In a post in her Anthropocene Mind blog in Psychology Today "Our Myopic Imagination," Michele Wick reported on a study that concluded we generally fall for "The End of History Illusion" and assume that although we see ourselves now as different from ourselves in the past, we also see ourselves as a stable product of that past experience, unlikely to change much in the future. Wick's particular concern is how that illusion would affect our ability to cope with the kind of personal change we must envision and enact to cope with global warming. Leaving myself open to the when-you-have-a-hammer-everything –looks-like-a-nail criticism, I see a place for literature as a tool of evolutionary adaptation, like Kenneth Burke's assertion of "Literature as Equipment for Living."
Not to realize we have changed would be a failure of memory; not to realize we will change is a failure of imagination. The most ecologically efficient way to exercise the imagination is one person telling a story to another, an activity that consumes no external resources. With current technology, stories can be recorded and sent to many people, consuming some bits of resource. The least efficient way to tell a story right now is to make a film: hundreds of people consume staggering amounts of resources. A book, especially an electronic one, is the work of primarily one person with editors and publishing company people supporting it. The reader takes care of the actors, the scenery, and the special effects. So with a few additional resources, a shared act of the imagination in the form of an MP3 or a book can engage many people. An important characteristic of the book, too, is that it is private: one author talking to one person at a time. No peer pressure from the reaction of fellow audience members becomes an inextricable part of the experience so the individual imagination has a chance to build up muscle before confronting the Captain Bringdowns of the world.
I have another self-serving suggestion. To encourage our imaginations to break the shackles of the world view of the culture that surrounds us, we might look to literature from the past. There have been some wonderful modern reimaginings of the world in film—The Matrix, Inception, The Adjustment Bureau—but they all have their roots in the present and reflect extrapolations from our current fears and wishes. The past, however, is beyond our experience. The past has never heard of us. When we look at the way storytellers from past ages imagine another world, we can see the constraints they impose and the freedoms they allow themselves.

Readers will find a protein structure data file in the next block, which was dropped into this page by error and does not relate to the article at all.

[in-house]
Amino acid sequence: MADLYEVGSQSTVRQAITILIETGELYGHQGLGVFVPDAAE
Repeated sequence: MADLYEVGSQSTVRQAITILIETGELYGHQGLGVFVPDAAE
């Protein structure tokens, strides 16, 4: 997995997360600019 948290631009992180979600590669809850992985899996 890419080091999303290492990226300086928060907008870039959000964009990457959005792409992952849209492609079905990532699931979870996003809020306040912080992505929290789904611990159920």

The story of Sir Gawain and the Green Knight, a Middle English poem from the turn of the 15th Century, plunges Gawain into a bizarre adventure when he accepts the challenge to deliver a blow with an axe and then a year later to receive one back. He beheads the Green Knight who recovers his head, and, after reminding Gawain of his obligation, rides off. As a result of this beginning, Gawain ends up in a castle where he discovers himself enmeshed in a set of three interlocking games. The anonymous poet who wrote the story was immersed in a world so saturated with meaning that there were no random events or meaningless objects. Deus's organizing Logos reached to the bottom of creation. Gawain's shield contains a pentangle and the poet spends many lines, admitting that he is delaying the story, to describe the "five fives" the shield symbolizes. Whatever bizarre thing happens, it will be part of a plan. The medieval poet could casually dispense with realism, but he did not imagine a world without ubiquitous meaning.
Such cultural constructs remind us that we understand our experiences within a frame of reference that on some levels seems inevitable. Climbing into the past (or another culture) suggests ways to step outside our tidy sets of assumptions. Even if the past is entirely wrongheaded, it may suggest a crack in our own thinking that we may be able get some purchase on, so we can see what happens when it starts to break apart. Sometimes all the king's horses and all the king's men can't put our old thoughts together again, and we need to make something new of the pieces.